Federal regulators are telling companies to provide clearer, more detailed analyses of their executive compensation decisions and avoid repeating unhelpful “boilerplate” in expanded disclosure statements.
After reviewing 350 public companies’ compliance with new disclosure rules, the Securities and Exchange Commission said it asked “a significant number of companies to replace boilerplate discussions … with more specific analysis” of how compensation committees determined executive pay and perks.
While acknowledging that the new disclosure rules have provided investors with a substantial amount of information on executive pay, “far too often meaningful analysis is missing,” John White, the director of the SEC’s division of corporate finance, said during a speech Tuesday in San Francisco at the National Association of Stock Plan Professionals annual conference on executive compensation.
The SEC had the most questions on “performance targets” for individuals that companies used to determine compensation and asked them to explain how the quality of an executive’s performance translates into an objective pay decision.
Corporate performance goals included in the proxies ranged from financial targets such as earnings and sales growth, to strategic goals including increases in market share, according to the review.
The SEC earlier this year began faxing requests for more detailed information to hundreds of companies, including General Electric Co, Schering-Plough Corp. and Prudential Financial Inc.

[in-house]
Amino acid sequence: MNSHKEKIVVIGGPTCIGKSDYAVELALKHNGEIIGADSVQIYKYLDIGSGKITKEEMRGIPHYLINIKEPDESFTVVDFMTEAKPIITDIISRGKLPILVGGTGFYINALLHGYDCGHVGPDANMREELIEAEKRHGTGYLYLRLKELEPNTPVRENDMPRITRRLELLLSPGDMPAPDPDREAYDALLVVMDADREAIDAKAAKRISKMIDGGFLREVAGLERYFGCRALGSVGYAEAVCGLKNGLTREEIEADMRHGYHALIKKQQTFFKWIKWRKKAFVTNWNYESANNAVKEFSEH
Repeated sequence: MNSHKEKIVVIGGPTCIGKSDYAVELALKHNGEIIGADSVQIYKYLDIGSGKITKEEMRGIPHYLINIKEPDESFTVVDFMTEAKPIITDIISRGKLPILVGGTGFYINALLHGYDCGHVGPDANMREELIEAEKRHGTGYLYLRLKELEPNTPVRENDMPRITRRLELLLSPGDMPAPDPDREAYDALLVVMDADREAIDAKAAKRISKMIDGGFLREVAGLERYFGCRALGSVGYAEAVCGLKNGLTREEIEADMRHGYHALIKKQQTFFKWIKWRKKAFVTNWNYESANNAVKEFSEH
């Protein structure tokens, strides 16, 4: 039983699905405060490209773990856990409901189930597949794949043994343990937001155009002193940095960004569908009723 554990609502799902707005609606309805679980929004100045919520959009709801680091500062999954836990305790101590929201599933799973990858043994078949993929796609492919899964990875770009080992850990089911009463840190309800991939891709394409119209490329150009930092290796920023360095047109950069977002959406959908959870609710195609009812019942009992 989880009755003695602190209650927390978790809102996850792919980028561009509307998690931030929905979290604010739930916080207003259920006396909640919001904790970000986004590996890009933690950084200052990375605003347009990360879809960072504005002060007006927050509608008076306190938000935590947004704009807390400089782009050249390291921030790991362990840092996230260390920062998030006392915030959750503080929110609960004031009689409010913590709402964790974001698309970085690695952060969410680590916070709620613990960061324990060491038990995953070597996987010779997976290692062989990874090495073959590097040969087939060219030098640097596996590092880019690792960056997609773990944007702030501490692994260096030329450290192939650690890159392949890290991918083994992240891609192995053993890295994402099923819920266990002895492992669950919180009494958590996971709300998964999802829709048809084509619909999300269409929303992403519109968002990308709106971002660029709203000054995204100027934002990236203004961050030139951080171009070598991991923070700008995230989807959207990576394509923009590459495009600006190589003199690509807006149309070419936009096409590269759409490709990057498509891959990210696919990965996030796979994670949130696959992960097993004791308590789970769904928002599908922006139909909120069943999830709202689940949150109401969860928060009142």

The government’s initial review also found data presentation is important, including “using plain English.”
“Techniques such as providing an executive summary, or creating tables or charts tailored to a company’s particular executive compensation program, can make the disclosure more useful and meaningful,” according to the review.
The reviews continue, and the specific correspondence with a company will not be released until 45 days after each review is completed, the SEC said.
Since the new disclosure rules started, the Associated Press calculates total pay using the executives’ salary, bonus, incentives, perks, above-market returns on deferred compensation and the estimated value of stock options and awards granted during the year. The AP figures may vary from the total compensation of company’s report.
AP Business Writer Rachel Beck contributed to this report from San Francisco.
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